• Be confident of your facts by using standards to back you up.
      • Know your standards, and be willing to refer to them.
    • Do not argue at any time.
      • Auditees may argue, but auditors discuss.
    • Smile, break up the atmosphere, relax the auditee.
      • It’s OK to have a sense of humor ; actually, it will build bridges between you and the auditees.
    • Time wasting, unrelated side conversations long lunch times, frequent break requests.
      • Identify these diversions and politely address them. – This can be a little difficult. Don’t make it seem like an insult.
    • Evasive or indirect answers.
    Difficult situations may arise
    • Pay attention to body language – both theirs and yours.
      • Superiority, hostility, contempt, concern, anger, boredom, fatigue, confusion, apathy, fear and nervousness, can all be visually communicated without words. But, be careful!!!
    • Sometimes it may be necessary to clarify the response you receive.
      • Be willing to re-phrase a question.
      • Ask the auditee to expand upon their answer.
      • Repeat the question when necessary.
    • Language barriers can require even greater tolerance.
      • Be aware of potential misunderstandings, and be patient.
    • Be clear in your message.
      • Strive for clarity and simplicity with every question.
    Communications
  • Communications
    • Be aware of cultural differences.
      • Respecting these differences builds bridges between people.
    • LISTEN to what the auditee is saying !!!!
      • Don’t formulate your next question while listening to an answer.
    • Focus on one topic, one conversation, at a time.
    • Avoid distractions, which can include :
      • Thinking ahead to the next question.
      • Listening to side conversations.
      • Verbal overload from the auditee may dilute the true response.
    • You have 2 ears and 1 mouth – use them in that ratio.
  • QUALITY AUDIT Preparation and Planning
    • Audit Planning
    • Communicate the Audit Plan
    • Selection of Auditors
    • Preparing for Audit
    • Pre-audit Information
    Planning and Preparation
    • Audit Plan
    • The audit plan is a formal document, which covers every area, process and department for the audit activity.
    • It specifies :
    • The area, process or department to be audited.
    • The frequency of the audit, preferably the month in which the area, process or department will be audited.
    Audit Planning
    • Schedule :
    • The audit schedule is a document that gives details of the area, process and department to be audited during the scheduled audit. It also specifies dates of audit, names of auditor and corresponding auditee area, process or department.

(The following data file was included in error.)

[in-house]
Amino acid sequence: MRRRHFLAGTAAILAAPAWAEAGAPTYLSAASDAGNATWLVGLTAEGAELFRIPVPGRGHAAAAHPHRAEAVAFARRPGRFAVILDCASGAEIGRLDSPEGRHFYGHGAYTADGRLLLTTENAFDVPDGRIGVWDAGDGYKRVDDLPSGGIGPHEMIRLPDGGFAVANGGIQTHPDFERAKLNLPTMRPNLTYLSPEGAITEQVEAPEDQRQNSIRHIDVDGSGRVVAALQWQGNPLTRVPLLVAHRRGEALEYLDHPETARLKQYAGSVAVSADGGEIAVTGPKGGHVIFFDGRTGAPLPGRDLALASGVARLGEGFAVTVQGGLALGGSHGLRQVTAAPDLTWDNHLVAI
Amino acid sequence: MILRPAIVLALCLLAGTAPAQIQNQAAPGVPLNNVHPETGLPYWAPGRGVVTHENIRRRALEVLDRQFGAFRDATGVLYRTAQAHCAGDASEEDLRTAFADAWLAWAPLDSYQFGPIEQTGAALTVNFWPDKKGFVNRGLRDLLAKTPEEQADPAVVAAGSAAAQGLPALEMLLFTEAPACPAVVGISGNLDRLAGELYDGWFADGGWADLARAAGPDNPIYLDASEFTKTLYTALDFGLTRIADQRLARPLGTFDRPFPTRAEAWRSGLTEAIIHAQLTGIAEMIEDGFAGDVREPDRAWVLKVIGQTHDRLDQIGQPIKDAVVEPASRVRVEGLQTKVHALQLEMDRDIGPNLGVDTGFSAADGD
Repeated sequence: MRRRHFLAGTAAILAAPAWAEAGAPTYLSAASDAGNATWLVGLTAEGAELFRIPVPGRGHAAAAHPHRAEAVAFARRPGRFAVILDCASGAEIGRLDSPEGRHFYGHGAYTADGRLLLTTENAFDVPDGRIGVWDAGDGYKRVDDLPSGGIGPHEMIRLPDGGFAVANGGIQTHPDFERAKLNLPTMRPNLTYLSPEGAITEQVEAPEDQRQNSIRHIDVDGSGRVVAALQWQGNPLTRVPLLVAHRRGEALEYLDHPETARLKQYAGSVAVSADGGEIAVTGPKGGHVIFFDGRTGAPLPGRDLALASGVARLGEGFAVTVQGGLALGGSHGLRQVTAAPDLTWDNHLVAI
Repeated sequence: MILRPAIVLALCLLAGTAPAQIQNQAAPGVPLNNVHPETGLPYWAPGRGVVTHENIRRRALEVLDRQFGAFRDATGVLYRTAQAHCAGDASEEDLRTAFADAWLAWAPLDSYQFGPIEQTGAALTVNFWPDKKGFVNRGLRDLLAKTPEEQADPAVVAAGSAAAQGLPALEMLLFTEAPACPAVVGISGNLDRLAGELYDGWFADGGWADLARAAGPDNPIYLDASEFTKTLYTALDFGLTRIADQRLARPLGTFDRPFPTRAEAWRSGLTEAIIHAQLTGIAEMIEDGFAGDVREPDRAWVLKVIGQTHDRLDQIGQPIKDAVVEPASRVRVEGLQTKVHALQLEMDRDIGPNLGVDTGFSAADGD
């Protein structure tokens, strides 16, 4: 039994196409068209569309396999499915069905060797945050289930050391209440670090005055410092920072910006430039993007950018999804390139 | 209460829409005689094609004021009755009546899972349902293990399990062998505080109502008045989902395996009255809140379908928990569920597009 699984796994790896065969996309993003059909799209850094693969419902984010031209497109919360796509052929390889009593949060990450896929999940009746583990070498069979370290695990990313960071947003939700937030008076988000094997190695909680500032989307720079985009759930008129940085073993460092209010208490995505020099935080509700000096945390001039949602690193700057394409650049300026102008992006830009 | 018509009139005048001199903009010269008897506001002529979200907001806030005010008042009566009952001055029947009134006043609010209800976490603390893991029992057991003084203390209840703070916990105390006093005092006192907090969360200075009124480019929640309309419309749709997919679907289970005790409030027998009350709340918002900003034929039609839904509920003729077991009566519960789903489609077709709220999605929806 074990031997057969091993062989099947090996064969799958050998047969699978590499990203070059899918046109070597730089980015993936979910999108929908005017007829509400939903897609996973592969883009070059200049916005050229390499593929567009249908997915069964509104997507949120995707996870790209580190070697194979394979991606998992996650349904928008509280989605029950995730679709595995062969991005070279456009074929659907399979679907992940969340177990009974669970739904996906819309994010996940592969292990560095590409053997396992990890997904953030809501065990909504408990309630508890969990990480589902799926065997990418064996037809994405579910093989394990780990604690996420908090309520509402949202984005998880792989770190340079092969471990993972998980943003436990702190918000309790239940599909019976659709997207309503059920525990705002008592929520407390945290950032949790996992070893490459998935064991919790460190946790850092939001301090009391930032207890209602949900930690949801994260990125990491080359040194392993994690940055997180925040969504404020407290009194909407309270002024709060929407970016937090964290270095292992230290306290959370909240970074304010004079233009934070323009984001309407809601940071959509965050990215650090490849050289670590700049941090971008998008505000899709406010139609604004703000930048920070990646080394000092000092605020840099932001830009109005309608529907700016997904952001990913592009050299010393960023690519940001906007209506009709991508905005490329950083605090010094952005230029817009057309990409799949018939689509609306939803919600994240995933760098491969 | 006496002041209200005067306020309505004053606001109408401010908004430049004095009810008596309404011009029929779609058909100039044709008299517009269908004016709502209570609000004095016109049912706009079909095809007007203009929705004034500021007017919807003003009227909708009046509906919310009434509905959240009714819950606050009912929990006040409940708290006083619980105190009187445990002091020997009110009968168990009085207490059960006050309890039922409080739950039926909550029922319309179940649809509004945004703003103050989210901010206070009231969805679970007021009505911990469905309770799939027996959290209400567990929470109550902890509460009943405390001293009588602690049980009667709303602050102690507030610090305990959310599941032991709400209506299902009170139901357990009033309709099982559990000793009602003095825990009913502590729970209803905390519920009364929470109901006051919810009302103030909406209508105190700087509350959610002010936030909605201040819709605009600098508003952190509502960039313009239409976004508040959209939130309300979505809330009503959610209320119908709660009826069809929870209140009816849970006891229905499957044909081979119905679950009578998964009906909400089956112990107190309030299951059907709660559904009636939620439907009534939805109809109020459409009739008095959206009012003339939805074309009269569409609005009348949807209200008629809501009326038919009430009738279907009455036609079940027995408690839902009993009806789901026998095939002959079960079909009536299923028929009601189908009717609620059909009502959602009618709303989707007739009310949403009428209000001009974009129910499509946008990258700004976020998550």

• Timing :
    • The best time to audit is when people are at their busiest and tempted to take short cuts or make mistakes.
    • However convenience of the auditee is essential and their readiness and concurrence should be determined before proceeding on an audit.
    Audit Planning Continued…
    • Audit Frequency
    • Based on criticality of area / process to be audited.
    • Based on quality history of the area to be audited.
    • General self inspection program at defined frequency.
    • Can be influenced by upcoming regulatory events (e.g., audits, complaints/recall, follow-up, compliance etc.)
    • Do not agree to frequent requests for postponements or cancellations.
    • Emergency audits probably be added to your schedule at short notice. Do not over schedule yourself, otherwise emergencies will destroy your carefully crafted schedule.
    • Facility / area upgrade / shutdowns will impact your schedule – preview upcoming maintenance plans and work around them.
    Audit Planning Continued…
    • Ensure that the schedule is communicated to all site personnel, especially those whose areas will be audited.
    • Clearly list the areas / systems / products to be audited and list specific dates for each of the audits.
    • Realistically establish and agree each audit’s duration.
    • Adhere to the schedule – don’t risk loosing credibility by postponing audits.
    Communicate the Audit Plan
    • Based on educational qualification, industrial experience, in-house / outside trainings and technical knowledge of the individual.
    • People within the organization who have been trained to conduct audits. This training can be done by the organization it self if expertise exists within and there can be one auditor per department.
    • Important precaution to be taken is to ensure that people do not audit their own area. (because that would make them biased).
    • Auditors must treat audit as a fact finding exercise and so should do a professional job.
    Selection of Auditors
    • Prepare and send detailed agenda, objective and scope of the audit.
    • Know your standards.
    • Ensure that auditee is well aware of the standards you will be using during the audit.
    • Prepare a detailed checklist.
    • - Checklist's are methodical way of ensuring that all necessary areas are audited and right question asked. A checklist is therefore useful tool.
    • - However the auditors should adopt a flexible approach and use their own judgment to deviate, if necessary.
    Preparing for Audit
    • Activities performed by auditee
    • Site master file
    • Quality Manual
    • Review the layouts
    • Understand the men material flow
    Pre-audit Information
  • Need Break?
  • Performing the Quality Audit
    • Contents
      • The opening Meeting
      • The site / Area tour
      • Beginning the Conference Room audit
      • Auditing Techniques
      • Questioning Techniques
      • The Daily Wrap up
      • Classification of Audit Observations
      • The close-out meeting.
    Performing The Quality Audit
    • This is your first point of face-to-face contact with auditee.
    • Needless to say, Be on time .
    • Exchange business cards (recommended for outside audits)
    • Each side introduces the attendees
    • - Each auditor introduces him/her self.